Saturday, November 19, 2005

Genes and Civilisation   posted by DavidB @ 11/19/2005 12:42:00 AM

[Added: using some browsers you may see some odd symbols in the following. These should be single quote marks.]

In a previous post on interracial marriage I suggested:

It is conceivable...that the distinctive achievements of European culture have depended on the prevalence of certain combinations of intelligence and personality which in turn depended on gene-combinations that are more common among Europeans than elsewhere, and which would become rarer if the European gene-pool were to merge with, say, the Chinese gene-pool. I don't know of any serious evidence for this, but I don't think it can be dismissed as absurd.

In comments there was a lot of discussion on this point, so I want to consider it further. The present post will give some reasons for being sceptical about any close link between genes and cultural achievement, while a second post will give reasons for not dismissing it as absurd.

I will not say much about intelligence, because the whole question of population differences in intelligence (as measured by IQ) is complex, and there is no shortage of previous discussion of the subject. I would just point out that on a timescale of millennia, the genetic basis of population IQ differences is not fixed. There are about 30 generations to a millennium, so with even modest selective influences on mean IQ (say, up to half an IQ point per generation), the observed differences between populations (around 15 IQ points plus or minus from the global mean) could be due to comparatively recent changes - by which I mean within the last few millennia, rather than deep in the Palaeolithic.

In any event, there is no reason to suppose that mean genetic IQ differs dramatically within Eurasia, so I will confine my discussion to Europe and Asia, with the obvious extension to people of recent European or Asian descent elsewhere. Within Eurasia, Europe has probably always accounted for a fairly small proportion of total population - less than a quarter - yet seems to have accounted for a very large share of cultural achievements. In his book on Human Accomplishment, for example, Charles Murray concludes that a majority - over 70% - of identifiable cultural achievement throughout the world since 800 BC can be attributed to Europeans or people of European descent.

Of course, Murray's statistics can be criticised. He bases them on biographical dictionaries and other reference works, which to some extent reflect the limited knowledge and interests of the compilers of such works. But it would be difficult to dispute that Europe has accounted for a disproportionate share of achievements in this period.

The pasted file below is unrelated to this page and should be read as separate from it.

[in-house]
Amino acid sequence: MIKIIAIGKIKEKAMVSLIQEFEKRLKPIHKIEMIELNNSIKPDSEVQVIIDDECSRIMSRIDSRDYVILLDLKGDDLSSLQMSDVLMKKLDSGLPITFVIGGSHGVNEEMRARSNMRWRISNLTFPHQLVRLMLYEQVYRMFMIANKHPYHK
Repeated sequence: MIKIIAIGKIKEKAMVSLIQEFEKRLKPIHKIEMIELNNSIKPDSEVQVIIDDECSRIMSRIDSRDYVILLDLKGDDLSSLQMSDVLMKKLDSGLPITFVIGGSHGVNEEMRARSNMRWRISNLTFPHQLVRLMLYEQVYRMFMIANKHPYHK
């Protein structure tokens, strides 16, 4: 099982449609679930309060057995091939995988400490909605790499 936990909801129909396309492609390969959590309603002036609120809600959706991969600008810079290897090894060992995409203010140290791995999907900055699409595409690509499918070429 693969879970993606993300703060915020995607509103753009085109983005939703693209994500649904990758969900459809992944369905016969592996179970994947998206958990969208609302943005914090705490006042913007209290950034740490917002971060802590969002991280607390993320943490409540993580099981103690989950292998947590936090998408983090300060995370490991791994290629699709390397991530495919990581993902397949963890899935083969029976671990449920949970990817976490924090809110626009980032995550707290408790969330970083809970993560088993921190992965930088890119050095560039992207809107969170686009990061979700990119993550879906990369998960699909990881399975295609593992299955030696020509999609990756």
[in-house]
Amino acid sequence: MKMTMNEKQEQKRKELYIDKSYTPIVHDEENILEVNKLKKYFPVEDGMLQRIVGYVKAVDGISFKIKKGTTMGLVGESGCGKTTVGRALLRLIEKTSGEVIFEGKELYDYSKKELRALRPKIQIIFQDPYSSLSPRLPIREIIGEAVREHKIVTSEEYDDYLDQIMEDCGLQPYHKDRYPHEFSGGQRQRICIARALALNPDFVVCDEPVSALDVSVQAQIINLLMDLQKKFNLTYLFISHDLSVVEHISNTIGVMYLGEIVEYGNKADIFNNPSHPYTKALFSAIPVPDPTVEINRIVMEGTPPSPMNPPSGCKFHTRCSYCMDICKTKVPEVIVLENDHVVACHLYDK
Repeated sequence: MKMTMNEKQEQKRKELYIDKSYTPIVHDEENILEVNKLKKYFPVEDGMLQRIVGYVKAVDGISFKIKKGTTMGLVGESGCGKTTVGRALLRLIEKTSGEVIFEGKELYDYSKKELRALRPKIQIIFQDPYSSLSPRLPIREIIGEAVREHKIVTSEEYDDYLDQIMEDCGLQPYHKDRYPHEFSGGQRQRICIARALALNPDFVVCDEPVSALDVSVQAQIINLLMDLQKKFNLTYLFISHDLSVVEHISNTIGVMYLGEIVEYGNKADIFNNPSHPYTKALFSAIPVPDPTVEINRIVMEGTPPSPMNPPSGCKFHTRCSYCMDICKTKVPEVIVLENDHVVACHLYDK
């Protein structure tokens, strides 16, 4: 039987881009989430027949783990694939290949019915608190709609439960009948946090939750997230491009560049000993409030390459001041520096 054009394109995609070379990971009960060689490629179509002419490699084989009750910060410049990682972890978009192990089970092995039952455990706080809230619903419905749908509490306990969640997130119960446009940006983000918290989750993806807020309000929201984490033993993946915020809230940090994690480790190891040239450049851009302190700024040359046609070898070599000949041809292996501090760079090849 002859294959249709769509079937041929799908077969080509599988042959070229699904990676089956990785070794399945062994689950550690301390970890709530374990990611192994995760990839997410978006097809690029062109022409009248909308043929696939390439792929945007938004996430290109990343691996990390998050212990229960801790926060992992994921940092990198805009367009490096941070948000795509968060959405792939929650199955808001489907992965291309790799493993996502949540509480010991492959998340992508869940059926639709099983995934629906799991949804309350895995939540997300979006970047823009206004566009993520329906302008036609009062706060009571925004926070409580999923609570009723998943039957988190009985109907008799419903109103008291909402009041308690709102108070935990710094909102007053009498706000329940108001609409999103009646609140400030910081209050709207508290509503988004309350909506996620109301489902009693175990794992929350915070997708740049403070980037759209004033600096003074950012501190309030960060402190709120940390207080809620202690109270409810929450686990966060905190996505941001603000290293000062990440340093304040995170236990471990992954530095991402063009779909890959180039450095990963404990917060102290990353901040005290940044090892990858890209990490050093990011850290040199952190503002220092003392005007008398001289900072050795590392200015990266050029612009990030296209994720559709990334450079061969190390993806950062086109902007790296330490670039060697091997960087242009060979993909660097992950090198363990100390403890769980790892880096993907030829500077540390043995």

For the present purpose a more serious objection is that the cultural dominance of Europe depends on the period chosen for study. Europe has only taken the global cultural lead during two periods: from 500 BC to around 300 AD, and from around 1400 AD to the present (counting the USA as an extension of Europe). If a medieval (and probably Islamic) scholar had taken a survey around the year 1000 AD, he would have found China, the Islamic world, and India far more culturally developed than Europe. If we take 'civilisation' as dating back to around 3000 BC, Europe has been culturally dominant for only about a quarter of the time. All the main parts of Eurasia - Europe, the Middle East, South Asia, and the Far East - have at some time achieved high levels of 'civilisation'.

It would therefore be difficult to argue that European dominance is strictly determined by some advantage of the European gene pool. We also find that there have been sharp fluctuations in the relative performance of different countries or regions within Europe, with no obvious genetic basis. For example, in the 17th century Scotland and Switzerland were cultural backwaters, notable only for religious bigotry, but in the 18th century they were head-for-head the most creative places in the world, with such major figures as Hume and Adam Smith in Scotland, or Euler and Rousseau in Switzerland (see Note 1). Rapid changes of this kind should make us sceptical of any simple relationship between genes and 'civilisation'.